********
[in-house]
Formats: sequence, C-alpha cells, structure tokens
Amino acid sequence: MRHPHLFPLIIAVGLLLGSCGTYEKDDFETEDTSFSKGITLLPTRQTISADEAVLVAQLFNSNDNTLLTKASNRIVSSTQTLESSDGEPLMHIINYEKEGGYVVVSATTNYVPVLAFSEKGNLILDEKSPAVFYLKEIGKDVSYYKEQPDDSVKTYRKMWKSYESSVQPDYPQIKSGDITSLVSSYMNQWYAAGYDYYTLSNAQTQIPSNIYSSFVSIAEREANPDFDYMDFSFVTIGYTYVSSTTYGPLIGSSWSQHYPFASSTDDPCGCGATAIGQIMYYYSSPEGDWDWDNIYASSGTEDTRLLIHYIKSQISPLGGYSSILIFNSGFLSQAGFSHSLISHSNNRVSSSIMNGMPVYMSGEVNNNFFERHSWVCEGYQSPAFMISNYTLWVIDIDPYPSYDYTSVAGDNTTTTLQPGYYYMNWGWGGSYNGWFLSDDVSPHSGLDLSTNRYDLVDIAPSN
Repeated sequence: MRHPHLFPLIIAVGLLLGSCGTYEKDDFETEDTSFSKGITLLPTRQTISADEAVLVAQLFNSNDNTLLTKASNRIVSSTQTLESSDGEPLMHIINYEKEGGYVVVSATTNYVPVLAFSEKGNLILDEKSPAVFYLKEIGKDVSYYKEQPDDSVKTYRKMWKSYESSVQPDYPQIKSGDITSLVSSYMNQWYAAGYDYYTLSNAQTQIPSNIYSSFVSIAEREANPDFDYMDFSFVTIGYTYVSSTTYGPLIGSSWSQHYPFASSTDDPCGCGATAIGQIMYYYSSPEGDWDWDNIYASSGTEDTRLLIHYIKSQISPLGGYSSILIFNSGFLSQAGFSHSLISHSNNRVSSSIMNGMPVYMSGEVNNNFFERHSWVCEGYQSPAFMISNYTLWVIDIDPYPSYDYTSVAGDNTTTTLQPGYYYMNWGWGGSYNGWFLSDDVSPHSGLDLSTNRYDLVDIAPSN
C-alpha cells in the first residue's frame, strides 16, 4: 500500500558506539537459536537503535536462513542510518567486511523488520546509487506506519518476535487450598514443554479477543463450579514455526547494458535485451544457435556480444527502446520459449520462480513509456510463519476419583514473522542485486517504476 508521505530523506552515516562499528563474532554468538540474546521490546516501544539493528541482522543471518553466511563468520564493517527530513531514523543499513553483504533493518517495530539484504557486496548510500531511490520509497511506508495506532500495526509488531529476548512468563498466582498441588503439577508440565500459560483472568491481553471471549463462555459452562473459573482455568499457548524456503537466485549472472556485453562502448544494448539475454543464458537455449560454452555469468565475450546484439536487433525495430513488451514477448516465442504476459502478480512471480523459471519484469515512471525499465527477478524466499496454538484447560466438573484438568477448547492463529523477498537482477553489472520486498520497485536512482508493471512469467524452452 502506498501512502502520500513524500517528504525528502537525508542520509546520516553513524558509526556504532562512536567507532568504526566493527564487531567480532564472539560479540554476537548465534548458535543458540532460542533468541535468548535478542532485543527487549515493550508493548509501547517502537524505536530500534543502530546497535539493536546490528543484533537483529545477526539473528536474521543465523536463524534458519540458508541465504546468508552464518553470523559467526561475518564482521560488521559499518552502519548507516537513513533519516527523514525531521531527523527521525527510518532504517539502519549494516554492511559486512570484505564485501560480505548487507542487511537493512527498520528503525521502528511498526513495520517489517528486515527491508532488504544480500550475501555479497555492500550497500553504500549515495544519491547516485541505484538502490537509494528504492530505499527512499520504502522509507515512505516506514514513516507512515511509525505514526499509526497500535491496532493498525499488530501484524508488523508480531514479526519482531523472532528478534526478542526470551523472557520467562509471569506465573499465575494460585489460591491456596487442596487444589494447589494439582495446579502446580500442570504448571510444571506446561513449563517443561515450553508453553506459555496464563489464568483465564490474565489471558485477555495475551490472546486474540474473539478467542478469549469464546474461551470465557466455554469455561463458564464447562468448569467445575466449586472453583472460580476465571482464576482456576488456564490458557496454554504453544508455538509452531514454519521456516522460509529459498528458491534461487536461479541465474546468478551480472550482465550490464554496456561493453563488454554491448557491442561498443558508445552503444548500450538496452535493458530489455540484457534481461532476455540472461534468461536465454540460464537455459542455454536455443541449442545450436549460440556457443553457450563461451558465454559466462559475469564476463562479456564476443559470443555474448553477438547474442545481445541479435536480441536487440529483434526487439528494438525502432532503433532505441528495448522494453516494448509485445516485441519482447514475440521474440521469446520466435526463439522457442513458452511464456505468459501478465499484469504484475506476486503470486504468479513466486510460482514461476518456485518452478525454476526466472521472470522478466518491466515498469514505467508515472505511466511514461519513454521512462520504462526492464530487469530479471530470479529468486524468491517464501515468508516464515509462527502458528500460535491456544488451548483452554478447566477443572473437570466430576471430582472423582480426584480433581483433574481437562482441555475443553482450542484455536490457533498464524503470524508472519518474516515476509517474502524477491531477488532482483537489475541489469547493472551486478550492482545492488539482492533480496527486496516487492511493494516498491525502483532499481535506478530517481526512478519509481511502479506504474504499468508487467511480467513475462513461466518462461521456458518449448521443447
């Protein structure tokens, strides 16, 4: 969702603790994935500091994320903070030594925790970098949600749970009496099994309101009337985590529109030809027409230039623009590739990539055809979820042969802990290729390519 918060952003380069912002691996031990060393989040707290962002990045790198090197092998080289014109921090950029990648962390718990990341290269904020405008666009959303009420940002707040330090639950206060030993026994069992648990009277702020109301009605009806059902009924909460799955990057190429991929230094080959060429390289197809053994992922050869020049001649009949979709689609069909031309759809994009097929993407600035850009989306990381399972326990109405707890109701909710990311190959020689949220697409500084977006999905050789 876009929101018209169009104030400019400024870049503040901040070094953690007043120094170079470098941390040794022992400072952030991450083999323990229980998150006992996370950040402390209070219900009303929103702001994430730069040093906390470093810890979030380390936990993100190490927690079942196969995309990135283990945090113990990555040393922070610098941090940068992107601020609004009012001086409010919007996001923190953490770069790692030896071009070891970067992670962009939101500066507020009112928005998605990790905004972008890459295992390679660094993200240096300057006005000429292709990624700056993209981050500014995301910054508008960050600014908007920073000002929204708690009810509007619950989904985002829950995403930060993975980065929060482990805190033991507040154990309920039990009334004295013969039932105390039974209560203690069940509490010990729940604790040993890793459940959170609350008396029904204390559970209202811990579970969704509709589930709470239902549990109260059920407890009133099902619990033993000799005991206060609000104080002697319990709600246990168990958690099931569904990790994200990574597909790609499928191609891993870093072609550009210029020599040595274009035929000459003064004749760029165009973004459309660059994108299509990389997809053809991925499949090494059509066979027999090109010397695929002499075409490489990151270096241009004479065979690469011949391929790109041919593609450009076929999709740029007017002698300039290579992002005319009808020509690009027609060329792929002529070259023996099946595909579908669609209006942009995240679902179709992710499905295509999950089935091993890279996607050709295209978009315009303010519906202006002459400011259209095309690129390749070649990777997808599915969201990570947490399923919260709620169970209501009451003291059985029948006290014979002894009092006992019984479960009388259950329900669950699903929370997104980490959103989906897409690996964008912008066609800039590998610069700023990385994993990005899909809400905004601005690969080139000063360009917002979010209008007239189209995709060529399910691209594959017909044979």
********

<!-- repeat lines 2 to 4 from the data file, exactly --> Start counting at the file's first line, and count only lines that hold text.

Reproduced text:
Formats: sequence, C-alpha cells, structure tokens
Amino acid sequence: MRHPHLFPLIIAVGLLLGSCGTYEKDDFETEDTSFSKGITLLPTRQTISADEAVLVAQLFNSNDNTLLTKASNRIVSSTQTLESSDGEPLMHIINYEKEGGYVVVSATTNYVPVLAFSEKGNLILDEKSPAVFYLKEIGKDVSYYKEQPDDSVKTYRKMWKSYESSVQPDYPQIKSGDITSLVSSYMNQWYAAGYDYYTLSNAQTQIPSNIYSSFVSIAEREANPDFDYMDFSFVTIGYTYVSSTTYGPLIGSSWSQHYPFASSTDDPCGCGATAIGQIMYYYSSPEGDWDWDNIYASSGTEDTRLLIHYIKSQISPLGGYSSILIFNSGFLSQAGFSHSLISHSNNRVSSSIMNGMPVYMSGEVNNNFFERHSWVCEGYQSPAFMISNYTLWVIDIDPYPSYDYTSVAGDNTTTTLQPGYYYMNWGWGGSYNGWFLSDDVSPHSGLDLSTNRYDLVDIAPSN
Repeated sequence: MRHPHLFPLIIAVGLLLGSCGTYEKDDFETEDTSFSKGITLLPTRQTISADEAVLVAQLFNSNDNTLLTKASNRIVSSTQTLESSDGEPLMHIINYEKEGGYVVVSATTNYVPVLAFSEKGNLILDEKSPAVFYLKEIGKDVSYYKEQPDDSVKTYRKMWKSYESSVQPDYPQIKSGDITSLVSSYMNQWYAAGYDYYTLSNAQTQIPSNIYSSFVSIAEREANPDFDYMDFSFVTIGYTYVSSTTYGPLIGSSWSQHYPFASSTDDPCGCGATAIGQIMYYYSSPEGDWDWDNIYASSGTEDTRLLIHYIKSQISPLGGYSSILIFNSGFLSQAGFSHSLISHSNNRVSSSIMNGMPVYMSGEVNNNFFERHSWVCEGYQSPAFMISNYTLWVIDIDPYPSYDYTSVAGDNTTTTLQPGYYYMNWGWGGSYNGWFLSDDVSPHSGLDLSTNRYDLVDIAPSN